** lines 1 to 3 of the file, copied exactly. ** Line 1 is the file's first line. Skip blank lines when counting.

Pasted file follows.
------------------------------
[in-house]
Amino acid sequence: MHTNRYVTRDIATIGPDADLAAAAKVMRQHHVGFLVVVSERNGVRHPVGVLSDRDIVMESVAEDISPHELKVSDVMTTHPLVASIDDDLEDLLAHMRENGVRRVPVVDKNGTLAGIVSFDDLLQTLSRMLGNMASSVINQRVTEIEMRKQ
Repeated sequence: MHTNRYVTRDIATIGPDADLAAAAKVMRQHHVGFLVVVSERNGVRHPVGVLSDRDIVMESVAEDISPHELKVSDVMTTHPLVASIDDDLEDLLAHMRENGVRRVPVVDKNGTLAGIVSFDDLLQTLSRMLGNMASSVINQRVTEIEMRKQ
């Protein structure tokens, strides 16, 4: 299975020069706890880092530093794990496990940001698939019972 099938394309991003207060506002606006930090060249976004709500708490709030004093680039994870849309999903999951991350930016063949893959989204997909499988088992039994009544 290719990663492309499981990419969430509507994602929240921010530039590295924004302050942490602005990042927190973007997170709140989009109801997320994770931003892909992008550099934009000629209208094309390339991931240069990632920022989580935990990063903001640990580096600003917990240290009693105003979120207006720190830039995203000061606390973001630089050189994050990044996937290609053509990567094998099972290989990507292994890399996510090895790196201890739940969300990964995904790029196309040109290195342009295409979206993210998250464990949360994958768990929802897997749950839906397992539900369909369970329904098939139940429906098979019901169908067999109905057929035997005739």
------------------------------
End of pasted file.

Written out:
[in-house]
Amino acid sequence: MHTNRYVTRDIATIGPDADLAAAAKVMRQHHVGFLVVVSERNGVRHPVGVLSDRDIVMESVAEDISPHELKVSDVMTTHPLVASIDDDLEDLLAHMRENGVRRVPVVDKNGTLAGIVSFDDLLQTLSRMLGNMASSVINQRVTEIEMRKQ
Repeated sequence: MHTNRYVTRDIATIGPDADLAAAAKVMRQHHVGFLVVVSERNGVRHPVGVLSDRDIVMESVAEDISPHELKVSDVMTTHPLVASIDDDLEDLLAHMRENGVRRVPVVDKNGTLAGIVSFDDLLQTLSRMLGNMASSVINQRVTEIEMRKQ